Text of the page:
Thinking in Code
Art Review: "Process," BCA Center
"Process 16: Software 3"
Software artist Casey Reas says a viewer shouldn’t get hung up on how his images are made, and that’s good advice. After all, you don’t need to know how your computer works — or, for that matter, your television, car or washing machine — to appreciate what it does. Similarly, in his exhibit titled “Process,” at the BCA Center in Burlington, Reas’ abstractions can be enjoyed even if you can’t define the word “algorithm.” His organic shapes, whether constantly evolving on giant screens, captured in chromogenic prints, transferred to wallpaper or in relief sculpture, are provocative and often beautiful.
Reas, a new-media professor at the University of California, Los Angeles, is the creator of Processing, an “open-source programming language specifically for visual artists,” informs the BCA website. Anyone can download it on Reas’ own site, and see examples of what other people are doing with it. “He’s probably the main person in this world of algorithmic and software art,” says curator Chris Thompson. “Casey is kind of a rock star in this world.”
Aesthetically, Reas’ creations are akin to abstract expressionism, Thompson suggests, but the works’ seemingly random patterns are in fact created according to a set of mathematical rules. “Our lives are so affected by algorithms,” Thompson points out, “whether you’re getting a mortgage, whether the FBI thinks you’re a terrorist…”
Reas, in Burlington last week for the show’s reception and workshops at Champlain College, says that he follows rules when he makes the software — using open-source tools — “but then I break the rules.” And therein lies his art.
Statistical formulas are not what come to mind when you sit in the BCA’s darkened back gallery — a couple of benches have been provided for this purpose — and gaze at the two wall-size screens. On them are projected two different patterns created by what Reas calls “Process 16 (Software 3).” If his titles are dully numerical, on-screen the patterns are animated and organic; it’s hard not to anthropomorphize them. If you observe Process 16 from the beginning, you’ll see little spurts of color dart into view all over the white screen. More and more spurts join in, elongating, until the entire 15-by-9-foot rectangle is filled with a writhing mass of vermicular shapes. Sometimes streams of white swoosh in, erasing what came before them, only to be filled in again. The colors are muted and off-primary: salmon, mustard yellow, periwinkle, gray.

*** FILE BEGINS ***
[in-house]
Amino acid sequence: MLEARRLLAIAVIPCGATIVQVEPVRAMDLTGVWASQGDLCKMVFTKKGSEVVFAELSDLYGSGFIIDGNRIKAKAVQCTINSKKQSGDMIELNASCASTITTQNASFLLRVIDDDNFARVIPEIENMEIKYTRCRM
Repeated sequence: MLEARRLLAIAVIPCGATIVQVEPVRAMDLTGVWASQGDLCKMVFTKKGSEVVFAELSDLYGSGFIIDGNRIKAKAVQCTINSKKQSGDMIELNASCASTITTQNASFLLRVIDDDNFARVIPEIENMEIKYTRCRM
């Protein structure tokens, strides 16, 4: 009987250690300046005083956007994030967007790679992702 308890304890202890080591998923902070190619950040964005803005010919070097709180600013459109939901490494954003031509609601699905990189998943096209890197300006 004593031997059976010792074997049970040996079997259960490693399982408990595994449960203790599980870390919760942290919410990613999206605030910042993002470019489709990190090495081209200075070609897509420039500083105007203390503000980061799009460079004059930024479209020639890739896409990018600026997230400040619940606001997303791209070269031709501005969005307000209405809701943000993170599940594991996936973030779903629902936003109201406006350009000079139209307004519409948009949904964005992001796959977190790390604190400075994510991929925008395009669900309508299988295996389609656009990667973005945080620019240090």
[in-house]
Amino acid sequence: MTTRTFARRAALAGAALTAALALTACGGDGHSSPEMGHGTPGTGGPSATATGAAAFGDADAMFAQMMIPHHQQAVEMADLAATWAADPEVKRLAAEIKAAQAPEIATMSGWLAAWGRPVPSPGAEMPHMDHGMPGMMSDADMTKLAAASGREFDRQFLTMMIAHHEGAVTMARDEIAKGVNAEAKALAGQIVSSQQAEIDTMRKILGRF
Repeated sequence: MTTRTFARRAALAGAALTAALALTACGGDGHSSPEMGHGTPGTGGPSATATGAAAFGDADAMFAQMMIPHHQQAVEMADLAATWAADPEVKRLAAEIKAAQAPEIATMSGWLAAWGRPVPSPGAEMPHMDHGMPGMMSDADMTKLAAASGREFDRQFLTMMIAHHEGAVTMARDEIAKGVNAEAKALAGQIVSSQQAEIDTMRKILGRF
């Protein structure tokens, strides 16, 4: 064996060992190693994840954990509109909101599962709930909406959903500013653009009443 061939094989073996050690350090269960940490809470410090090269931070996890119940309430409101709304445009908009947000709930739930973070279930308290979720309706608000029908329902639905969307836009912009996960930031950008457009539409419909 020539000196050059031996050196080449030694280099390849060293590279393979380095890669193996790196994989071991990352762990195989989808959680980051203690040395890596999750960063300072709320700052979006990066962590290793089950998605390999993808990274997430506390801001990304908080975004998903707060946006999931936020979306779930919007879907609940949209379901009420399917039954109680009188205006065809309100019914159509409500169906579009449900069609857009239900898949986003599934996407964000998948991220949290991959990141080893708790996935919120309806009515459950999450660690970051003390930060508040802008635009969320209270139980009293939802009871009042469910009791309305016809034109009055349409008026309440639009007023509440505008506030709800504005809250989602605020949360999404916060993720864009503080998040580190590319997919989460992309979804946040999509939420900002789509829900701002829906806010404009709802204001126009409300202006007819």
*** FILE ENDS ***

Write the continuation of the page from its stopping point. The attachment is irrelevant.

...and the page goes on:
The screen is too wide to see all at once, creating a constant impression of movement in the corner of your eye — movement that the human brain is hardwired to detect for survival. And so absorbing this “process” can be unsettling. The speed at which it changes and grows evokes words such as “metastasizing.” On the other hand, you could consider it a painting taking shape as you watch, the computer less like HAL 9000 and more like, say, the mind of Sol LeWitt.
Our synaptic search for meaning finds more reassurance in the adjacent screen, this one black with white, bursting images. The patterns immediately suggest fireworks, also dandelion puffs, albeit formed of rectilinear segments. Unlike the screen filled with colored worms, this one doles out lacy white explosions that briefly reproduce and then disappear altogether. It’s mesmerizing, calming and really quite pretty.
The rhythms implied on both these screens almost beg for musical accompaniment. Reas concedes that he’s thought of working with sound. So far, though, his focus is on “continuous process — things that are in constant motion.” His primary interest, Reas says, is in “emergence.” And that can mean so many things.
If the artist likes motion, how to explain the diptych sets of “Process 18” prints in the BCA’s front room? “If you are a filmmaker, you are also a photographer,” Reas suggests. “Looking at the prints gives me a glimpse into the future of where my software might go.”
In these paired stills, the ordinary viewer might see something as mundane as white and colored feathers, tossed in the air and caught in mid-flutter. A closer inspection reveals that these seemingly identical pairs are not, quite, and you find yourself studying this algorithmic micro-universe like it’s a spot-the-difference puzzle. You wonder what Reas’ attention to detail will conjure next, what his software language will find to say.
“I’ve authored my own world,” he says. “I hope to make things that are curious and enigmas.”